How will these resources help you?

The queens of the medieval era are often overshadowed by their early-modern counterparts in the Tudor and Stuart period, or by the men and events of this turbulent period. While we all too often focus on kings and their reigns, queens played a vital role as the female element of the monarchy, co-ruling with their husbands in many respects. It is important to put these fascinating women back into the picture when thinking about the Angevin Empire, the Hundred Years War, the Black Death and the Peasants’ Revolt and more generally when considering life and society in medieval England. (See also the related reading list ‘Women of the Wars of the Roses’ for resources on the queens of the late fifteenth century.)

A useful introduction

BBC History Revealed: your essential guide to Medieval Queens (issue 92)

by Elena Woodacre, edited by Charlotte Hodgman, published by Immediate Media, (2021), 2632-6930

This magazine’s special issue is an ideal starting point to familiarise students with all of the medieval queens of England and to contextualize their lives, with comparisons to their European and global counterparts (there is an article on medieval queens across the world). The issue includes short biographies as well as extended discussions with experts on queenly power, image and the importance of family. The material also contains engaging features (including ‘Did you know?’ sections, fact files and Q&As) that you could use in class.

Highlighting the power and influence of key figures

She Wolves: The Women Who Ruled England Before Elizabeth

by Helen Castor, published by Faber & Faber, (2011), 9780571237067

Helen Castor is a noted medieval historian and author. This engaging and well-researched collective biography of four important medieval queens: the Empress Matilda (The ‘Lady of the English’ but failed claimant to England’s throne), Eleanor of Aquitaine (a great heiress who became Queen of France and Queen of England through her two marriages), Isabella of France (who overthrew her husband Edward II to place their son on the throne) and Margaret of Anjou. The book was later made into a documentary series for the BBC.

Placing England’s medieval queens in the wider context of queenship

Queenship in Medieval Europe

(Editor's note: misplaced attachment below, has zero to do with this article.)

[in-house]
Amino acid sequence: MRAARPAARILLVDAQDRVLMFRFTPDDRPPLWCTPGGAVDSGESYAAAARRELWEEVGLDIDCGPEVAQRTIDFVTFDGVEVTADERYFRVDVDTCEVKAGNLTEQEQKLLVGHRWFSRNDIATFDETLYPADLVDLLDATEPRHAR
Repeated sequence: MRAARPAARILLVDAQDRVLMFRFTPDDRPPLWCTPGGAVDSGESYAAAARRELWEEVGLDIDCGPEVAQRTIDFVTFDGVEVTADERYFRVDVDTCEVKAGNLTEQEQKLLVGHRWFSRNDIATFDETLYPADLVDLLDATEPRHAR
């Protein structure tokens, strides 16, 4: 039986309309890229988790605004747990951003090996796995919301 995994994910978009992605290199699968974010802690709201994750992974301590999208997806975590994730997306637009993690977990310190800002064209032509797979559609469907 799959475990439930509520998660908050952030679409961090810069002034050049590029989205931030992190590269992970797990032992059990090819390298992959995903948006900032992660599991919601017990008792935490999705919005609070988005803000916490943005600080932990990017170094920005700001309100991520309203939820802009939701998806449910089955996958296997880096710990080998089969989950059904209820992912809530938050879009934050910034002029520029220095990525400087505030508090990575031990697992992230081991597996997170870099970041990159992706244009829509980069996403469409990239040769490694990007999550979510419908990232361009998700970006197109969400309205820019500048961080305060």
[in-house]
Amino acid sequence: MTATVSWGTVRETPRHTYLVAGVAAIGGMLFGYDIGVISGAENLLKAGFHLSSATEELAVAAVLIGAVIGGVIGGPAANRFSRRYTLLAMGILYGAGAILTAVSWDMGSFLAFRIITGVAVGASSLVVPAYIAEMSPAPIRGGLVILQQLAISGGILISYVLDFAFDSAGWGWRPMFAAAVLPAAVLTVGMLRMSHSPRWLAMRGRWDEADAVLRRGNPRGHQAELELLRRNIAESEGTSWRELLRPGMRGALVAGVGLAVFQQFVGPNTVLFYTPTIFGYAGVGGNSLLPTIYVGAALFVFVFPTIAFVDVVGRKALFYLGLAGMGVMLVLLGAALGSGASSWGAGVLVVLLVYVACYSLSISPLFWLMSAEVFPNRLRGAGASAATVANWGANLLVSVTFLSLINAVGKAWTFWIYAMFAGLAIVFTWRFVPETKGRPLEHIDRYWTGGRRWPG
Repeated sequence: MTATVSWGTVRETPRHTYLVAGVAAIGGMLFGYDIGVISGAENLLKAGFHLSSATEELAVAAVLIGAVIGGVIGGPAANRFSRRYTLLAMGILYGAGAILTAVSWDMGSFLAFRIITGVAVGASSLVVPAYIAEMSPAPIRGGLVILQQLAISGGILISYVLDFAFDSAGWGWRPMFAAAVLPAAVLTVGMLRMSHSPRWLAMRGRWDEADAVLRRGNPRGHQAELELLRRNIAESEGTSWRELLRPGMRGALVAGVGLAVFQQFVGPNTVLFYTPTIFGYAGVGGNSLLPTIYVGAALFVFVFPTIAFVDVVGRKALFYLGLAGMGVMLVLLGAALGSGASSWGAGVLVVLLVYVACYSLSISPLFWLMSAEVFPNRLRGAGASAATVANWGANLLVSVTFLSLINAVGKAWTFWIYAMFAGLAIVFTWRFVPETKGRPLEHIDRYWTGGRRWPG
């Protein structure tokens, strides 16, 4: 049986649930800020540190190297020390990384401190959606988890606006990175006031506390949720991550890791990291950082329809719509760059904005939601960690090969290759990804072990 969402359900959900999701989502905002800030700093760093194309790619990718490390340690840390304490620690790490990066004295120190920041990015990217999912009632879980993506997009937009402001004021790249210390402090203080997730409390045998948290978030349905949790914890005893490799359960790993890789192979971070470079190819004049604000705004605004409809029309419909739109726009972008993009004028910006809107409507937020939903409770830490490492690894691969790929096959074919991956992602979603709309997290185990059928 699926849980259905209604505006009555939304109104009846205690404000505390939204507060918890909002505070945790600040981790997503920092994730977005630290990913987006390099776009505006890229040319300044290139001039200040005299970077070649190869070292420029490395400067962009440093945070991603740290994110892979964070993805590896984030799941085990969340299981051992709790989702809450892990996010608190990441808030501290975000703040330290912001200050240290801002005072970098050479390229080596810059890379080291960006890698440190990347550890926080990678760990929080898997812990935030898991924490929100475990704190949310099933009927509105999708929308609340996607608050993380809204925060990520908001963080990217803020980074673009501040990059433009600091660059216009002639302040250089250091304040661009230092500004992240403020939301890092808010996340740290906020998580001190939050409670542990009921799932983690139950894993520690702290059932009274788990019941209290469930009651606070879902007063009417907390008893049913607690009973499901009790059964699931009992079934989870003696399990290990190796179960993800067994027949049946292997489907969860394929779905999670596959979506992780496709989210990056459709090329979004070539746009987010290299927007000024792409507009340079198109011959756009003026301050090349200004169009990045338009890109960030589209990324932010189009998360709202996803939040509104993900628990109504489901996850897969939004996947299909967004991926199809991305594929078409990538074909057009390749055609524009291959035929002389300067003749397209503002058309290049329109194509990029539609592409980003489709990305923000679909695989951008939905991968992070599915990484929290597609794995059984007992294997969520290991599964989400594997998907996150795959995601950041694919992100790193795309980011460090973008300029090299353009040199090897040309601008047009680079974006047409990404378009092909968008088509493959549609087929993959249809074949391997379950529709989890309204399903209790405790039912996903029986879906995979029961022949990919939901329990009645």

by Theresa Earenfight, published by Red Globe Press, (2013), 9780230276468

Theresa Earenfight is one of the most well-known and respected scholars of medieval queenship. This wonderful introduction to the study of queenship is both academic and accessible. It is designed to function on several levels – as a textbook for students, as a resource for scholars or to be read by members of the general public. Earenfight approaches the topic chronologically, with each chapter demonstrating how queenship developed over the course of the middle ages. The material is richly supported by examples from the lives of queens from England and across Europe as well.

Letters: evidence of the queens’ activity and influence

Letters of the Queens of England, 1100–1547

by Anne Crawford, published by The History Press, (2002), 9780750930611

Letters are fantastic primary sources to witness the activity and agency of medieval queens and learn more about the queen’s office and how it was exercised. In Crawford’s collection, each letter is set in context. While they are very formulaic in construction and were often penned by a scribe, we can still see the ways that queens acted as ‘lords’ in their dower lands, their political influence and their wider networks across the realm and beyond. (As an online alternative, use Epistolae: Medieval Women’s Letters, published by Columbia University. It is a collection of letters to and from women, dating from the fourth to the thirteenth centuries. You can read them in their original Latin or their English translation. Access this collection.)

Audiovisual clip

Henry VIII: Patron or Plunderer - Henry and Cambridge

published by BBC, (2009)

Margaret Beaufort was a pivotal figure in the evolution of education in Britain: this clip ex0plores her relationship with knowledge, including her friendship with Erasmus from Rotterdam.

Further Materials 

Intercession and motherhood: the queenships of Philippa of Hainault and Anne of Bohemia by Conor Byrne, published by, (2019) Read this article
The Concordia (The Reconciliation of Richard II with London) by Richard Maidstone, translated by A.G. Rigg, published by The University of Rochester, Robbins Library, (2003) Access this resource
In Our Time: Eleanor of Aquitaine, published by BBC, (28 January 2016) Listen to this podcast
You’re Dead to me: Eleanor of Aquitaine, published by BBC, (27 March 2020) Listen to this podcast
Everything you ever wanted to know about medieval queens, published by History Extra, (July 2020) Listen to this podcast
Dr Elena (Ellie) Woodacre is a Reader in Renaissance History at the University of Winchester and an expert in queenship and royal studies.

Text © Elena Woodacre, 2021.